As the LTTE struggled with internal dissent and resource constraints, Sri Lanka embarked on a crash program to improve its military and economic capability to defeat the rebels. The most decisive factor enhancing Sri Lanka’s ability to combat the LTTE involved significant economic and military aid from China. Traditionally, the United States, European Union, Japan, and Canada provided the majority of military assistance for the Sri Lankan government. Beginning in 2005, China stepped in to provide an additional $1 billion of military and financial aid annually, allowing the LTTE to sever the strings attached to Western aid regarding the conduct of anti- LTTE operations. In exchange for the aid, China received development rights for port facilities and other investments. These actions enabled China to increase its influence in South Asia against its regional rival India and secure stability on its southern flank.20
China’s aid enabled the Sri Lankan government to attain the military superiority needed to defeat the LTTE. The Sri Lankan military budget rose by 40 percent between 2005 and 2008, and the army’s size increased by 70 percent, an addition of nearly 3,000 troops per month.21 Sri Lanka army professionalism grew as result of a decade of investment in professional military education. Increased funding and capable, aggressive leaders allowed the formation of elite counter-guerrilla units to combat the LTTE. These units were able to acquit themselves well in combat, demonstrating this capability repeatedly in the 2007–2009 offensives.22
In addition to the army expansion, the improvement of the Sri Lanka navy between 2002 and 2006 played a critical role in strangling the LTTE’s lucrative smuggling trade. Significant investments in small boat forces proved decisive. The navy invested in hundreds of 14-meter and 17-meter boats to complement its existing force of Israeli-built Super Dvora fast attack craft. With the breakdown of the ceasefire in 2006, the navy took the offensive with new equipment and better trained officers. Armed with light weapons on fast boats, the navy was able to swarm and overwhelm the LTTE’s limited naval forces. By fighting a series of small boat engagements, the navy isolated the northern coast of Sri Lanka in 2007, defeating the LTTE’s small boat force and sea-based warehouses used to support smuggling operations. These operations effectively shut down the LTTE’s ability to acquire revenue through illicit arms trade, further exacerbating its financial crisis.23
China provided more than simple financial support. It and several other states furnished the government with crucial political cover in the United Nations. Western countries long demanded that Sri Lanka respect human rights and avoid civilian casualties as a condition of continued aid. The government viewed these conditions as a hindrance to its ability to defeat the LTTE. The substitution of Western military aid with that from China enabled the government to disregard Western concerns about human rights and pursue its campaign of attrition unimpeded. China prevented introduction of resolutions at the United Nations critical of Sri Lanka’s renewed offensive, giving it a free hand in the conduct of its operations despite the protests of human rights groups and Western governments. Without this diplomatic coverage, Sri Lanka would have faced a much tougher time sustaining its military expansion and pursuing its ruthless campaign to defeat the LTTE.24 In exchange, China received several lucrative development contracts in Sri Lanka and greater influence against rival India in South Asia.25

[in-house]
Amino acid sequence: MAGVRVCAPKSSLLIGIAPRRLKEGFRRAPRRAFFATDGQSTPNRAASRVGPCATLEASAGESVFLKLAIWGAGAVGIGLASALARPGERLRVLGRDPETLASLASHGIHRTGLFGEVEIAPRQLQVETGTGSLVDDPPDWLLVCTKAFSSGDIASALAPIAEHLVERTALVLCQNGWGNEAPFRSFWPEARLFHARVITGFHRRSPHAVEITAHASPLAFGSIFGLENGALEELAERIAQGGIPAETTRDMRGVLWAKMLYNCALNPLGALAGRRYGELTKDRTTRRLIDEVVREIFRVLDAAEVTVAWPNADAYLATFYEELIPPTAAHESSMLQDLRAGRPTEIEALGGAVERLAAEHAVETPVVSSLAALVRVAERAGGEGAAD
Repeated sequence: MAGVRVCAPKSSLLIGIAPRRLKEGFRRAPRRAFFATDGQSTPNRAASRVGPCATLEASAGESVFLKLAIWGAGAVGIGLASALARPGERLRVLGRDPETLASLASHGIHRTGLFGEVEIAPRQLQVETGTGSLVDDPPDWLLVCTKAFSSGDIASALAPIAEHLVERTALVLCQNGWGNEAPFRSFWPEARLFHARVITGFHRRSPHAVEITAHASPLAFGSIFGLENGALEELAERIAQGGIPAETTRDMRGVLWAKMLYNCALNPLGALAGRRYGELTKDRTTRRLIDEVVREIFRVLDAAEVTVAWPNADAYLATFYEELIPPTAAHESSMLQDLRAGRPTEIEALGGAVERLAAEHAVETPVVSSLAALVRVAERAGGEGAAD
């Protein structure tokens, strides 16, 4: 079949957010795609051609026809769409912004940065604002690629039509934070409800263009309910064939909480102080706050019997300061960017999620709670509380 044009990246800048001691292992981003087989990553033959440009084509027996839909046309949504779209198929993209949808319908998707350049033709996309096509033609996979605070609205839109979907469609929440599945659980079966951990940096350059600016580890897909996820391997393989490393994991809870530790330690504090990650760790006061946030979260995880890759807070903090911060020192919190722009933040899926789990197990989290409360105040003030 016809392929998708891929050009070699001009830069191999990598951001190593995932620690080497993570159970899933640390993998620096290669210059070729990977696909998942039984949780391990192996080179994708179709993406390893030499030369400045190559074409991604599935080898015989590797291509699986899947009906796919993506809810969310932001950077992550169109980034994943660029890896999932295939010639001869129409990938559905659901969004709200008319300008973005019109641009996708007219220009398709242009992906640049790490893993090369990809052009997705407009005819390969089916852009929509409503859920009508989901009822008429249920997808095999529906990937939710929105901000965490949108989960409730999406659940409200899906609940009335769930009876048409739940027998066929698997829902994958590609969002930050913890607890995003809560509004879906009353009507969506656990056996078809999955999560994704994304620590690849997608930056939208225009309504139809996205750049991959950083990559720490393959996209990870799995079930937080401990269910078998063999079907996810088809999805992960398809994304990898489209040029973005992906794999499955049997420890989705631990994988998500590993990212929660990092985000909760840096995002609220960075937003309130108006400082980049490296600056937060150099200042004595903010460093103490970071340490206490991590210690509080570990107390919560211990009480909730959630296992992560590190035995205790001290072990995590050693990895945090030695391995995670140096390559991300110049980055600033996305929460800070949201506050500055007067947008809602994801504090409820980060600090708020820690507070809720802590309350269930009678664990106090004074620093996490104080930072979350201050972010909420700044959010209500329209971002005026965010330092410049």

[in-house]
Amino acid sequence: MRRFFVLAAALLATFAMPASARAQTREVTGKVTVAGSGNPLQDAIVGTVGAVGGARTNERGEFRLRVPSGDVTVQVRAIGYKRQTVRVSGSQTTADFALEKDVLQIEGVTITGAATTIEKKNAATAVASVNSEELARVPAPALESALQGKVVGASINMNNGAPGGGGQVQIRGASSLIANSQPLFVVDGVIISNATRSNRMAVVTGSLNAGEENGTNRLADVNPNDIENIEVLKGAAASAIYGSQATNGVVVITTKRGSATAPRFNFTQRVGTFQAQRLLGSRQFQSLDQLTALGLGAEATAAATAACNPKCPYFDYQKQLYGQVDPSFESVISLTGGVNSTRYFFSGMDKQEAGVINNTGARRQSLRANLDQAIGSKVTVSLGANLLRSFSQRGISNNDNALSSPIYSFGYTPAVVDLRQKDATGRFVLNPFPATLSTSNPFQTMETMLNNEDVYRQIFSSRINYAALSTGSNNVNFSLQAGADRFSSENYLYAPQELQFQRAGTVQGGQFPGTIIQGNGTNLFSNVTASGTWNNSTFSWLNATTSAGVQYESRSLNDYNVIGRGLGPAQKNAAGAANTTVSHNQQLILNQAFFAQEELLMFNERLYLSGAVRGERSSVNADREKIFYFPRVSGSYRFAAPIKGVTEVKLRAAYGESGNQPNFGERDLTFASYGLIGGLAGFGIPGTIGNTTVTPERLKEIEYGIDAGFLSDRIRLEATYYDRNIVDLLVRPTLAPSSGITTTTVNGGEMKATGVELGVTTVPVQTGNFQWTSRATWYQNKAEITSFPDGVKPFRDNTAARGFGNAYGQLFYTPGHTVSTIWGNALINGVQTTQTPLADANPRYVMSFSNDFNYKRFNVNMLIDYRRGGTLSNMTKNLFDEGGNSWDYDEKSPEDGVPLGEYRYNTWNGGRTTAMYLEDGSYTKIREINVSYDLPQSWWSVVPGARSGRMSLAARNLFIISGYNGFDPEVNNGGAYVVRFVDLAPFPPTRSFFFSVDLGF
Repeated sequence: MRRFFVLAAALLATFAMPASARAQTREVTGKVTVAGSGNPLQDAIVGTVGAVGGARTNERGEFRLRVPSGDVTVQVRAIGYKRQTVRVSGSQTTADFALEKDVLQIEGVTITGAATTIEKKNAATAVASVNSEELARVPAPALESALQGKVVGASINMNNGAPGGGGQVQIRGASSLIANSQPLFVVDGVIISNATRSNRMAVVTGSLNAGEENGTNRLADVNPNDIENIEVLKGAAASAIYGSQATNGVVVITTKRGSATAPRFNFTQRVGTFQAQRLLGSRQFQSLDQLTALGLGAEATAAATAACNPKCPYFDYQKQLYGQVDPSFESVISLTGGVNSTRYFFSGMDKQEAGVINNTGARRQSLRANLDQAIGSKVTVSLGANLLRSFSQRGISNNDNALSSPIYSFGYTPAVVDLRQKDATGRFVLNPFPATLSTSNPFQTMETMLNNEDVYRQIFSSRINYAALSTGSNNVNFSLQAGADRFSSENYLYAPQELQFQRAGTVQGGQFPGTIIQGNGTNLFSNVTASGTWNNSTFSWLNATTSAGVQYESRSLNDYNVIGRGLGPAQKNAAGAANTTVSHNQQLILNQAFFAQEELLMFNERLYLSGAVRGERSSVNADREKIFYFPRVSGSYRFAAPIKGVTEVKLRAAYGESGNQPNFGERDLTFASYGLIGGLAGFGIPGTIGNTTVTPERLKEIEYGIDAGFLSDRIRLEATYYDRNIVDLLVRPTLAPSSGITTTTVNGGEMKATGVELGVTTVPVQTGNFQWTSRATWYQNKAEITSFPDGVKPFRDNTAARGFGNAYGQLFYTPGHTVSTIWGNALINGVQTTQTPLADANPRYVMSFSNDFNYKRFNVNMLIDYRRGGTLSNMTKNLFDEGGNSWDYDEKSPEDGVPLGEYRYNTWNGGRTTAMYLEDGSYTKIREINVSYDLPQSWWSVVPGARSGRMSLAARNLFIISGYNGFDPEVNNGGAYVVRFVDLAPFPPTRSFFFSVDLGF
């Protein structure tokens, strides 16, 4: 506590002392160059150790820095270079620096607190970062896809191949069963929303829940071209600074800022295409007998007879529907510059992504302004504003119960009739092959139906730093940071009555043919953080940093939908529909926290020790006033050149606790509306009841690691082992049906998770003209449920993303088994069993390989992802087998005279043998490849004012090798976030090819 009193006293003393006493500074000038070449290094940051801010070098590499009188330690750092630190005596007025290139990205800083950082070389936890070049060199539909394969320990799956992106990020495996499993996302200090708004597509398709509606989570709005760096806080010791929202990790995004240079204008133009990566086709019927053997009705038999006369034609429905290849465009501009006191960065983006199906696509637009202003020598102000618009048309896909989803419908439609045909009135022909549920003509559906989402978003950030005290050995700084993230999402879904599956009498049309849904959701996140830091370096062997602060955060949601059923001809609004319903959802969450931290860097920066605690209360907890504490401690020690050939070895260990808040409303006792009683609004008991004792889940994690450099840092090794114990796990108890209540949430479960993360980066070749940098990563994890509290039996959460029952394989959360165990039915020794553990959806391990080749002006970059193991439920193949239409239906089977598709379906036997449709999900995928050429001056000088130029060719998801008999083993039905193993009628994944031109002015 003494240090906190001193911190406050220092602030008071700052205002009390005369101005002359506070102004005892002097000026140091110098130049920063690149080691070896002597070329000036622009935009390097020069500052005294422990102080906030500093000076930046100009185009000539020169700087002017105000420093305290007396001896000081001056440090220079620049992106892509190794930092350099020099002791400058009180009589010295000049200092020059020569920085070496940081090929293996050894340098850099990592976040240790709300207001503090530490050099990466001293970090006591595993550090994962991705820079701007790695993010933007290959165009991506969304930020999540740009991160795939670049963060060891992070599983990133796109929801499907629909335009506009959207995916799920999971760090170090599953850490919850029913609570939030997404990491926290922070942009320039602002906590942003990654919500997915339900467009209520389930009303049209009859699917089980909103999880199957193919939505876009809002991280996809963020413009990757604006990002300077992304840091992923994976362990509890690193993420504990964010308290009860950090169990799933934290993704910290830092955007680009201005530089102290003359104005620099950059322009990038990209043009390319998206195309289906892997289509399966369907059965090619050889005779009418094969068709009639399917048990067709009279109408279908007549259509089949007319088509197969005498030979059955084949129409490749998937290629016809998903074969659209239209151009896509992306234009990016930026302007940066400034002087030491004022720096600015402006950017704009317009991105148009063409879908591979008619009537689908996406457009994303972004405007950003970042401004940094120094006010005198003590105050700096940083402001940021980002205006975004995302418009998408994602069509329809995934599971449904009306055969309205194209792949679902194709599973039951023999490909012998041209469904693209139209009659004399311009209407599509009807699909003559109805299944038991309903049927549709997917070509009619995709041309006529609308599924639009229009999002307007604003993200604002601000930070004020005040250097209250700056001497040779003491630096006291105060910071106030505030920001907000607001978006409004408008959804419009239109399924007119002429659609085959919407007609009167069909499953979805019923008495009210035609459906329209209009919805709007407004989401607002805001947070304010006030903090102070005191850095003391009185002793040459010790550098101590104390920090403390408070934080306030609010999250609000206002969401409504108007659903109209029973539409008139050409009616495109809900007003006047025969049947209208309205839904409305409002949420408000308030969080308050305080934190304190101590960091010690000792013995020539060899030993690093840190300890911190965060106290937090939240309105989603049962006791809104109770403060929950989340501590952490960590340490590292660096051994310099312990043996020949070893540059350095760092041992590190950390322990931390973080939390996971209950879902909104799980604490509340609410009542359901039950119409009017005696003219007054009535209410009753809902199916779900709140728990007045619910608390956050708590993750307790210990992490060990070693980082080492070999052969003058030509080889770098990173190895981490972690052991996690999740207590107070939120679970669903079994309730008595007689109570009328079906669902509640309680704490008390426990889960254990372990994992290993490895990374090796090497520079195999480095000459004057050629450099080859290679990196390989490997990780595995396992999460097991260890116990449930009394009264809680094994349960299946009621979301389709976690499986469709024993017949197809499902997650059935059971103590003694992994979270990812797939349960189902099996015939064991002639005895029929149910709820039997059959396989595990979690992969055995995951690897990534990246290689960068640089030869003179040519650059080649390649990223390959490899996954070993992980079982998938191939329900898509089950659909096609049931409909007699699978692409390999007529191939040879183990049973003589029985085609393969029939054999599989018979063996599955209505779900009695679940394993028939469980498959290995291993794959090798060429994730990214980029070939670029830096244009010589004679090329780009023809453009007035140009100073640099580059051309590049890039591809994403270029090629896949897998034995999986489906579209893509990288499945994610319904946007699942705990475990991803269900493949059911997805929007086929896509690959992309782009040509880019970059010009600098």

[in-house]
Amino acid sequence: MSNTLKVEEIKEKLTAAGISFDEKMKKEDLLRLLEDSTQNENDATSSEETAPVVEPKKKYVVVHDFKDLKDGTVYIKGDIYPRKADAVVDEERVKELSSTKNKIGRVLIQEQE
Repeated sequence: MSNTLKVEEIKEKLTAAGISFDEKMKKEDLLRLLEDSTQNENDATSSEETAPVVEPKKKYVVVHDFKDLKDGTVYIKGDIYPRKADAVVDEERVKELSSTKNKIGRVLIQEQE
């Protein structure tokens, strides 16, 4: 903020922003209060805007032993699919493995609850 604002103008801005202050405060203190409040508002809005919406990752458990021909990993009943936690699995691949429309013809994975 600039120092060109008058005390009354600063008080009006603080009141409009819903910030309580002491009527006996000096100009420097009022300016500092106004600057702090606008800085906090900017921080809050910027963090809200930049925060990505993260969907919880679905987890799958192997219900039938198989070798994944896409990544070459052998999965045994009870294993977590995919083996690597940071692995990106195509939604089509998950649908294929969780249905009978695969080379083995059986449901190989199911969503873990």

The devastating tsunami in December 2004 also contributed to the collapse of the LTTE. The damage was most extensive in the LTTE-dominated northeast region. Political wrangling prevented large amounts of aid from reaching LTTE-controlled areas, contributing to the isolation and financial ruin of the Tamil population. The Sri Lankan high court blocked a tentative agreement in June 2005 to allow sharing of tsunami aid with the LTTE. Allegations of corruption tainted the limited aid that did arrive, undermining the credibility of LTTE leaders among the people. Shortly thereafter, the tenuous ceasefire began to break down, preventing further aid from reaching the LTTE. Under intense pressure, the United caved to the government’s demands.26Economic losses and the devastation of Tamil areas affected popular will to continue the struggle and support the LTTE.
An examination of Sri Lanka’s victory reveals the LTTE’s collapse was the result of cumulative external and internal forces, not simply the employment of ruthless new tactics. Indeed, there is little beside the ability to disregard Western criticism that distinguishes Sri Lankan tactics or brutality post-2005 from earlier eras, as the conflict was already one of the most violent and ruthless in the world. Critical blows from internal defections, loss of external funding, a global antiterrorist mindset after 9/11, and secondorder effects of the 2004 tsunami crippled the LTTE. At the same time, foreign aid, domestic politics, and external political cover from China enabled the Sri Lankan government to resume its COIN campaign from a position of strength. The combination of these factors proved decisive in the defeat of the LTTE.